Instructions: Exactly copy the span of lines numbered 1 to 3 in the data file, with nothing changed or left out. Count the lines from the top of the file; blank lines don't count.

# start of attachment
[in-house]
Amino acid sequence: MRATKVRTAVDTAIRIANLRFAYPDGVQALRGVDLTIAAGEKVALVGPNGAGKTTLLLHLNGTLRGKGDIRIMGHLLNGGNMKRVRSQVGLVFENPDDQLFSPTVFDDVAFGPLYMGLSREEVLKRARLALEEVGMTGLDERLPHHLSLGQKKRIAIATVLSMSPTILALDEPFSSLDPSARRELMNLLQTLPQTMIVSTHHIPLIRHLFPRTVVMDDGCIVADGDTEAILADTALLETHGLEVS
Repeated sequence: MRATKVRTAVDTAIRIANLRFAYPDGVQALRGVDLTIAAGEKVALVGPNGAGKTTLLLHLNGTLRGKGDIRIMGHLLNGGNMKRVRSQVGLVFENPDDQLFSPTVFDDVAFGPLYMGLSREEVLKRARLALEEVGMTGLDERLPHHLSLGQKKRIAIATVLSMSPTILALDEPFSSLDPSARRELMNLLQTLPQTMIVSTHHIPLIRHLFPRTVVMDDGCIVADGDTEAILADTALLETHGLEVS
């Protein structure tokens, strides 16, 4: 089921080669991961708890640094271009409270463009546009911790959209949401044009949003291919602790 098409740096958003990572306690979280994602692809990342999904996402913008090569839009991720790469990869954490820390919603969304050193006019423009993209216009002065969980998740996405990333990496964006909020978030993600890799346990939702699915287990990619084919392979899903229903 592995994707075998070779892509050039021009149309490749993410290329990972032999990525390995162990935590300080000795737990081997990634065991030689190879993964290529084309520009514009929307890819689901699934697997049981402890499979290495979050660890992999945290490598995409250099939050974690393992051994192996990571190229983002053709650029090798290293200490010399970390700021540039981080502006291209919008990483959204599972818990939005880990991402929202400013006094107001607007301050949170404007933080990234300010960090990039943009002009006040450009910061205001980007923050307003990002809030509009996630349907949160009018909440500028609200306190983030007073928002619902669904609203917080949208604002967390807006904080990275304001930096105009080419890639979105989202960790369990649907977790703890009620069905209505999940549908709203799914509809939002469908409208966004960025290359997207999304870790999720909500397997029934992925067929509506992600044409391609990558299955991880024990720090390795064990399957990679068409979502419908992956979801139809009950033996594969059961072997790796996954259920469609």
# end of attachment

[in-house]
Amino acid sequence: MRATKVRTAVDTAIRIANLRFAYPDGVQALRGVDLTIAAGEKVALVGPNGAGKTTLLLHLNGTLRGKGDIRIMGHLLNGGNMKRVRSQVGLVFENPDDQLFSPTVFDDVAFGPLYMGLSREEVLKRARLALEEVGMTGLDERLPHHLSLGQKKRIAIATVLSMSPTILALDEPFSSLDPSARRELMNLLQTLPQTMIVSTHHIPLIRHLFPRTVVMDDGCIVADGDTEAILADTALLETHGLEVS
Repeated sequence: MRATKVRTAVDTAIRIANLRFAYPDGVQALRGVDLTIAAGEKVALVGPNGAGKTTLLLHLNGTLRGKGDIRIMGHLLNGGNMKRVRSQVGLVFENPDDQLFSPTVFDDVAFGPLYMGLSREEVLKRARLALEEVGMTGLDERLPHHLSLGQKKRIAIATVLSMSPTILALDEPFSSLDPSARRELMNLLQTLPQTMIVSTHHIPLIRHLFPRTVVMDDGCIVADGDTEAILADTALLETHGLEVS